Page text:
In the community where we were living in America, we were part of a large and pretty wealthy shul, with a big, beautiful school.  I was a teacher in the school.  I remember a few years ago, when the economy     was starting to go bad, the head of schools, at the teacher’s meeting in the beginning of the year,  read us a beautiful letter written by two girls who were leaving the school because their parents could no longer afford to send them.  The girls wrote about how they are so grateful for their years in the school, and how they had gotten so much out of them.  They said that if their parents could find the money to pay for just one kid to go, neither of them would ask to go, but instead they would want to send their little sister, who had never had the amazing experience of studying there.  
That same year, the school built a new building for the lower school.  It was a beautiful building with all the most modern facilities.  The new school had these special  floors that had a big yellow swoop of blue and yellow down the middle—the school colors.  The floors looked so amazing they decided to redo the floors of the other branches of the school to match.  

As I sat in that staff meeting and listened to the head of school read that letter by the two girls, and everyone was crying, I was thinking to myself cynically, couldn’t they have left the old floors and paid to keep these girls in the school? After the meeting I said this to someone, and they pointed out that things don’t work that way.  The person who donated the money for the floors wanted the floors, and would not have necessarily agreed to donate instead for the scholarships.
And anyway, the people who pay $15,000 dollars per kid per year want the place to be beautiful.  There were many families whose children were receiving a Jewish  education in part because of the money spent to make it one of the best schools in the area, with all the best facilities.  

Also with the mishkan, the people were impressed and drawn in by the beauty and intricate detail of the structure.  They were also excited to be a part of making it happen.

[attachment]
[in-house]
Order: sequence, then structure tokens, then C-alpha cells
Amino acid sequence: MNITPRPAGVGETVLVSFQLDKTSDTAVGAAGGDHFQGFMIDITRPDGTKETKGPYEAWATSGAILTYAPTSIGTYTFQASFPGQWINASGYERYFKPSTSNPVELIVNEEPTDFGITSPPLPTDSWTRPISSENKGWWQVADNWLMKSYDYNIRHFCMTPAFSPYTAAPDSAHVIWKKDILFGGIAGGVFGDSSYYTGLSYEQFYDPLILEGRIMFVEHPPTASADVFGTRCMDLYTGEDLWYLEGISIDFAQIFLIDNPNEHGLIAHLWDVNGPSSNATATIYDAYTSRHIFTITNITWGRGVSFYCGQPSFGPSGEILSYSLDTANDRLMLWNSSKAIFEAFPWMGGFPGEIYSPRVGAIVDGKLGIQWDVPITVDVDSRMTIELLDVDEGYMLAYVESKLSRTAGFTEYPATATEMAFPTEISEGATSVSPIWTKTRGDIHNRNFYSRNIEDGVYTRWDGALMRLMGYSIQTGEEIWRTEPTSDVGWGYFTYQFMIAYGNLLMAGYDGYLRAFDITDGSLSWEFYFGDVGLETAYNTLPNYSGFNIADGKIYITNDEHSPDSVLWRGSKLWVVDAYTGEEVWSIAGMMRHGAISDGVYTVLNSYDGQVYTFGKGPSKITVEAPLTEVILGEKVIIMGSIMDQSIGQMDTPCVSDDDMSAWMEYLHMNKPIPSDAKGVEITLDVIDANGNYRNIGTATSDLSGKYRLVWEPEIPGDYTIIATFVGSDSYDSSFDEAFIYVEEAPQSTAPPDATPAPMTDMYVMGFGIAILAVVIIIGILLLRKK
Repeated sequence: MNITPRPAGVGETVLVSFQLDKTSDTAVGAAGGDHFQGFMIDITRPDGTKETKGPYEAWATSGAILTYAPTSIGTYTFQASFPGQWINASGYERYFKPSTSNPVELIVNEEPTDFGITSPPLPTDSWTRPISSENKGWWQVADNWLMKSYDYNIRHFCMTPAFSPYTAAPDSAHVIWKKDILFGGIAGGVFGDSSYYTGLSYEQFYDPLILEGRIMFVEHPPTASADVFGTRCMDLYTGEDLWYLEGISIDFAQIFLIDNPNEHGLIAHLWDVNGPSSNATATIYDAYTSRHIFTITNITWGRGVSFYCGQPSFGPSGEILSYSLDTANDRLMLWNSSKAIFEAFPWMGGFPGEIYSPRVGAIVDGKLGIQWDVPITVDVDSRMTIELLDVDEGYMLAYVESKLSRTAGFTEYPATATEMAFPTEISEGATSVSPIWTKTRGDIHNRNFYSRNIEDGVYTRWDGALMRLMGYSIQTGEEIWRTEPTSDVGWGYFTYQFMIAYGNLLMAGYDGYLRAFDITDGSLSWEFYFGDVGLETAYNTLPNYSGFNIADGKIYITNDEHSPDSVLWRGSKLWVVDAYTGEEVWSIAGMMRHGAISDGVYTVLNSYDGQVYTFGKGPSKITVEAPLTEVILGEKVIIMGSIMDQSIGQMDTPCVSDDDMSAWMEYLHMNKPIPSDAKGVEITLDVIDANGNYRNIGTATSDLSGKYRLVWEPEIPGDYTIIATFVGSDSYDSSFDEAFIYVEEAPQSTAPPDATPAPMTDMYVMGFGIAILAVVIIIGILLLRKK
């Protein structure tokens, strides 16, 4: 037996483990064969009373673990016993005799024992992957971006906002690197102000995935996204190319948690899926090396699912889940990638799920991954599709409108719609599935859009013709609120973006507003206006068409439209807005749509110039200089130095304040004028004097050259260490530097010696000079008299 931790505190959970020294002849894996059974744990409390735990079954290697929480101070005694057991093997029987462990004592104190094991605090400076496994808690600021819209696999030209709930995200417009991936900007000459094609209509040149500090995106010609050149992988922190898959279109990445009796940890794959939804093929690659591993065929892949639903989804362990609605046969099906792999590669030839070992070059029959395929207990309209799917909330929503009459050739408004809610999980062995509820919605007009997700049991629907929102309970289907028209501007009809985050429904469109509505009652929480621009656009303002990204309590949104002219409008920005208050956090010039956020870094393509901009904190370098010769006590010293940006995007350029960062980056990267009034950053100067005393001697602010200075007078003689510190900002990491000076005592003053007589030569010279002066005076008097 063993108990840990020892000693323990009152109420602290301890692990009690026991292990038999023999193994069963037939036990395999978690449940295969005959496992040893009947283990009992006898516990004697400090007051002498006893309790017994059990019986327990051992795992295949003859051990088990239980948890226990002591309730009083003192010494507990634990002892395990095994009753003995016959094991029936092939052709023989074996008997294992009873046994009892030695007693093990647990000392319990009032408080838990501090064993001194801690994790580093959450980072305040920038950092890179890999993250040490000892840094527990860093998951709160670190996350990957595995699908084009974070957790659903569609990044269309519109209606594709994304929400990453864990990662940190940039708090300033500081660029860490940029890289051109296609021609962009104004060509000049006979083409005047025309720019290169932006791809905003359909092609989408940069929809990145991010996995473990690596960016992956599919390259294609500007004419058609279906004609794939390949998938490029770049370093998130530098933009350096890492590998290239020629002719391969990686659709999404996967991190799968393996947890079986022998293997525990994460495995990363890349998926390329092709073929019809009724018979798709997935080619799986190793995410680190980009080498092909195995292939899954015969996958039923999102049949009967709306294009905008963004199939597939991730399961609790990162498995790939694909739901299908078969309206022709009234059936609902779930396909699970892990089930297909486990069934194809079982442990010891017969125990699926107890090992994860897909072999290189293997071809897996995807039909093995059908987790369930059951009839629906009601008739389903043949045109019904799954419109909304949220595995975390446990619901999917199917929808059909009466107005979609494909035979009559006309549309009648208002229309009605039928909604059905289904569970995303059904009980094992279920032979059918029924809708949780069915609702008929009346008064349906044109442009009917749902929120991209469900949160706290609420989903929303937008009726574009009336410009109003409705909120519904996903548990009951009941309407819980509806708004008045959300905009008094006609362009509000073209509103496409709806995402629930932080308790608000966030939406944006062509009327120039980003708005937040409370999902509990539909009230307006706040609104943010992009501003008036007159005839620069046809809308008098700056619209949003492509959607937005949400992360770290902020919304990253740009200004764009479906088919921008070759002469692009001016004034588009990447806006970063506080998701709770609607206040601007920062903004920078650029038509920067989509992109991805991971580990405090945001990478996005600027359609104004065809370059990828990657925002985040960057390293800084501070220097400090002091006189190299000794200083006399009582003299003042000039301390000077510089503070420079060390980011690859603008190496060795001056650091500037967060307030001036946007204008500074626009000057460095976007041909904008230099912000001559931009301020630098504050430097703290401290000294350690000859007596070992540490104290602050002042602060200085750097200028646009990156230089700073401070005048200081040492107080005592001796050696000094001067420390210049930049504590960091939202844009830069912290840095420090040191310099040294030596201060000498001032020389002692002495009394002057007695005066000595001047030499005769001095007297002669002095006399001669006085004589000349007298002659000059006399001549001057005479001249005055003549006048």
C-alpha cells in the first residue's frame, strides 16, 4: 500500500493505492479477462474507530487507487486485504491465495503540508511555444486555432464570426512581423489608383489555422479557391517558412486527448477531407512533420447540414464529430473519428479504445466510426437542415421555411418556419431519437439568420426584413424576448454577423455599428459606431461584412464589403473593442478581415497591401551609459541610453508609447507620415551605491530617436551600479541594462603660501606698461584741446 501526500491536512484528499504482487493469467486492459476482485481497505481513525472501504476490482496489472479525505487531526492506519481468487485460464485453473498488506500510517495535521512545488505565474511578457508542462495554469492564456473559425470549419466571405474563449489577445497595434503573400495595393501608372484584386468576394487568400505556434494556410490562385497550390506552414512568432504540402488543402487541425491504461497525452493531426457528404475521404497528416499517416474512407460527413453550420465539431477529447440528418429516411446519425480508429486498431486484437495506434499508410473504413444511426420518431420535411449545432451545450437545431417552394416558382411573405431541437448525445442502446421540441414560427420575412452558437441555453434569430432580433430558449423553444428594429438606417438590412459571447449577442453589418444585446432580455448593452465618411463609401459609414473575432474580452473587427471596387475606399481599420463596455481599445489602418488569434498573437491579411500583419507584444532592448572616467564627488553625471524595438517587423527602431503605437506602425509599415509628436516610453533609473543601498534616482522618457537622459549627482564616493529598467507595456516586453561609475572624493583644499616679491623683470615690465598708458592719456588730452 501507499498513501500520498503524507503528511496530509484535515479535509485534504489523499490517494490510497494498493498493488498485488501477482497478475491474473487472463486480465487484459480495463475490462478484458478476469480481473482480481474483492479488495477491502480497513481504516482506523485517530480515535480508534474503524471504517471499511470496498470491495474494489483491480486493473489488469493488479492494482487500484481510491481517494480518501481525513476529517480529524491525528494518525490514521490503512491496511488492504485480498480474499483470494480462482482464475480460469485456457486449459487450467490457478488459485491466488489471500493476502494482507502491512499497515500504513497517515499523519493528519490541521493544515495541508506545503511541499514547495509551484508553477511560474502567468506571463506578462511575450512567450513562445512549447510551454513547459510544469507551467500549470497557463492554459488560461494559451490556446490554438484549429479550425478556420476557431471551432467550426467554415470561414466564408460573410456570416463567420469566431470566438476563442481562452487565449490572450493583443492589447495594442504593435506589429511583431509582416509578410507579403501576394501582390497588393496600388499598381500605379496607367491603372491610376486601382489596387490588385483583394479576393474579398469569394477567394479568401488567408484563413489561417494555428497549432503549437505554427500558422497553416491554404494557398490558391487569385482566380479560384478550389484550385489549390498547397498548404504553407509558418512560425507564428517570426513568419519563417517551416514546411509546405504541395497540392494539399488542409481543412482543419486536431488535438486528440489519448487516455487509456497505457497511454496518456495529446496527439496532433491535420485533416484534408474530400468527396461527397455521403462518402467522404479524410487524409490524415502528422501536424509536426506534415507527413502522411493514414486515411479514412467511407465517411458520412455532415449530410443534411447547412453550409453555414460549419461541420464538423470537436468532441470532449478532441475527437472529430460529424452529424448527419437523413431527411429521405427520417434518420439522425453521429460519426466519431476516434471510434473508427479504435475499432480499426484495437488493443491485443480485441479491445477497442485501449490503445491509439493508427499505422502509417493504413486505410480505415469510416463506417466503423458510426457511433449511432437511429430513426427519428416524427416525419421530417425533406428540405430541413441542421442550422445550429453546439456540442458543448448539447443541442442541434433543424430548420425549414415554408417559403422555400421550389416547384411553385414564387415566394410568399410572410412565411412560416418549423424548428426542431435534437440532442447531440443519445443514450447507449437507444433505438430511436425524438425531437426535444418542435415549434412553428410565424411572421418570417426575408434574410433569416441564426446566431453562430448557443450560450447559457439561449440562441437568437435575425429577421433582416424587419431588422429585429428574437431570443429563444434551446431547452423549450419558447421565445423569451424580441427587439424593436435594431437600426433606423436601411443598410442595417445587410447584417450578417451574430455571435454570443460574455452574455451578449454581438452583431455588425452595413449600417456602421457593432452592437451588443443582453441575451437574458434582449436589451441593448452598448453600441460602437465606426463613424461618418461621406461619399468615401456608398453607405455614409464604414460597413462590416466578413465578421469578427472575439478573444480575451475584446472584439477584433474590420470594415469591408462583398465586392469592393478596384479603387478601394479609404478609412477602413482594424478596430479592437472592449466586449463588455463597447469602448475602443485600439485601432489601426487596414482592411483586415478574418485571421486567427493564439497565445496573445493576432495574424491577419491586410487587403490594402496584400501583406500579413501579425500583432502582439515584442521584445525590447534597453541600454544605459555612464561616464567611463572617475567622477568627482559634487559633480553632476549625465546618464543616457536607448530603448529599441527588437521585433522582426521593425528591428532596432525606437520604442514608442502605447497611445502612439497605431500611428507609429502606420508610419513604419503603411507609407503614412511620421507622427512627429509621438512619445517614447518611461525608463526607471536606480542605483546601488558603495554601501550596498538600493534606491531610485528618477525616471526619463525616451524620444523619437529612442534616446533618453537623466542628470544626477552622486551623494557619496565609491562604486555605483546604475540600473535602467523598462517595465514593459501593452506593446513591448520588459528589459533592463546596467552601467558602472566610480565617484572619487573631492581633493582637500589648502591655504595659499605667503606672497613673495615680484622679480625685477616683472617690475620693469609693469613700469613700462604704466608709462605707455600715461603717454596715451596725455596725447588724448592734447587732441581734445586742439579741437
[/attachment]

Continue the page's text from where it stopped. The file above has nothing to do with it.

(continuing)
So what did Hashem do?  Hashem honored their desire to create something magnificent for Hashem., but to do it in a way that would teach them the ultimate message.

The mishkan was designed to invite people in.  The outer courtyard was made with beautiful curtains and bronze.  This courtyard led to the inner courtyard, with more beautiful curtains, and more things from silver.  This led to the inner sanctuary, which most people would never see, but they knew it was covered in gold.  
The people had thought the gold would attract Hashem, but Hashem knew that the gold would attract the people and bring them near, where they could imagine what was inside.  Inside was the ark, made of gold, and inside the ark, in the very most inner part of the structure, the holiest, most valuable thing, was— Hashem’s laws—luchot habrit.  Two stone tablets, made of the cheapest material, containing G-d’s most precious gift. Of all G-d’s gifts, the greatest gift is that which G-d demands of us.  

The ark and the mishkan and the Temple will come and go, bit when Am Yisrael wants to find G-d, we just need to follow G-d’s laws—to act with  justice, to help the poor, widow and orphan, and to be kind to the stranger because we were strangers in Egypt.  When we do this, G-d will dwell among us, and this is, it seems to me, who we are as a people, and the culminating message of the book of Shemot.  


  1. Beautiful! I always have difficulty when I hear of people being turned away from schools or programs or hospitals, etc., at the same time the school or hospital is building a beautiful new wing "thanks to the generosity of Ploni ben Ploni." I understand the reasoning, but isn't it possible to ask for a scholarship program to be attached to the donation of a new wing? Who knows what the answer is.

    Em, did you give the drash in Hebrew or English? ;)

  2. A Hebrew that impressed everyone!